Some rabbits do not like to eat pellets, but others do. Some rabbits like to eat only treats and refuse to eat hay and pellets. Every rabbit has different habits and personalities. These can be the signs of dental problems such as a molar abscess or molar spurs.

It can make the rabbit drool or saliva, which can be acidic because it scalds the skin. This drool can make the fur of the rabbit wet, itchy and sore, which causes hair loss. As a result, five-year-old or older rabbits have a high risk of having dental problems.

9) Pregnancy or false pregnancy

Rabbits usually pull out their fur to build a nest for their babies. Female rabbits are more prone to this type of behavior.

To make their nest, they take out their fur from their chest, belly, and sides and line up their nest with it. Also, they use other items from households, like pillow stuffing, clothes, or couches, to make their nest. 

However, your rabbit can also show this behavior even if they are not pregnant. This means your rabbit is experiencing a false pregnancy.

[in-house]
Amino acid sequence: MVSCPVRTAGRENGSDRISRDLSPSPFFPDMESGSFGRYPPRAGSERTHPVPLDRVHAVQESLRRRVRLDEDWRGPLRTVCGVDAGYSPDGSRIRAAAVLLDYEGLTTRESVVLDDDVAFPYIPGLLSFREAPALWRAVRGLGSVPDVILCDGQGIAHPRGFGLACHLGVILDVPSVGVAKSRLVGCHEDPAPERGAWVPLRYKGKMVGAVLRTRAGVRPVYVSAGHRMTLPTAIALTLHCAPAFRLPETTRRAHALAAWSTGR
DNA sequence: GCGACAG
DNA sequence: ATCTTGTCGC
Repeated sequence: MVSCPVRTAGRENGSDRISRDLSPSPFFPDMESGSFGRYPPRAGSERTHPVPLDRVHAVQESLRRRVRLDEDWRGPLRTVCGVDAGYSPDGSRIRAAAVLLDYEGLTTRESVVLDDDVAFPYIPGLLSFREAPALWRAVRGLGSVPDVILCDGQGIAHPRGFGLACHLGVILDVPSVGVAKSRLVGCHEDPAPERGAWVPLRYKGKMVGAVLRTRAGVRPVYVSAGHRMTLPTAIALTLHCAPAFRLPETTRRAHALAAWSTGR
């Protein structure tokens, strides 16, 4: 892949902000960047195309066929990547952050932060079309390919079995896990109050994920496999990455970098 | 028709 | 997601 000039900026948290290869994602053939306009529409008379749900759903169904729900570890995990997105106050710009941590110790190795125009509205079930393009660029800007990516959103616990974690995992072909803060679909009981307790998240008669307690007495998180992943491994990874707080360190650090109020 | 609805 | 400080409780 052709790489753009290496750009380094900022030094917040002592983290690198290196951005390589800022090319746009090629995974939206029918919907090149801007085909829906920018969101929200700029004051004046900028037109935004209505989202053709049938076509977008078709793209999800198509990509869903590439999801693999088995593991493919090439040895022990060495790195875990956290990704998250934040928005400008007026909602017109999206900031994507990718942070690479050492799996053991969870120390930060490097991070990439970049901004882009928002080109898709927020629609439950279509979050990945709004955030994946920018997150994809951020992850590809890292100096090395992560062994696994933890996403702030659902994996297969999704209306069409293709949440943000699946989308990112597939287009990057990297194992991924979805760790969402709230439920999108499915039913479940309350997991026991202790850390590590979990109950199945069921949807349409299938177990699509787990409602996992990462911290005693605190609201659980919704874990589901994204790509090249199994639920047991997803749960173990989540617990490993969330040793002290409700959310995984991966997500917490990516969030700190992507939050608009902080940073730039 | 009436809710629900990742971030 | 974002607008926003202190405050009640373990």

False pregnancy can occur in your rabbit if they believe they are pregnant, even if it is not possible. Any female rabbit who is three months old or above can experience false pregnancy.

10) Bacterial infection

If your rabbit lives in a warm or humid environment, there is a high chance of getting a bacterial skin infection. The skin and fur of a rabbit should be dry, but because of this environment, their skin will remain moist and never become dry. 

Due to the moisture of humidity, a rabbit can’t reach its backends or tail of the thighs. In addition, the fur of a rabbit may become smelly and crumbly, which can make your rabbit suffer from flystrike. And slowly, this might result in causing hair loss on the infected spots. 

The condition of flystrike is caused by larvae, which is life-threatening. Flystrike makes larvae burrow under the skin of a rabbit to feed itself with flesh. So if your rabbit has alopecia around its backend, it could be flystrike’s symptom.

How to treat losing hair in rabbits?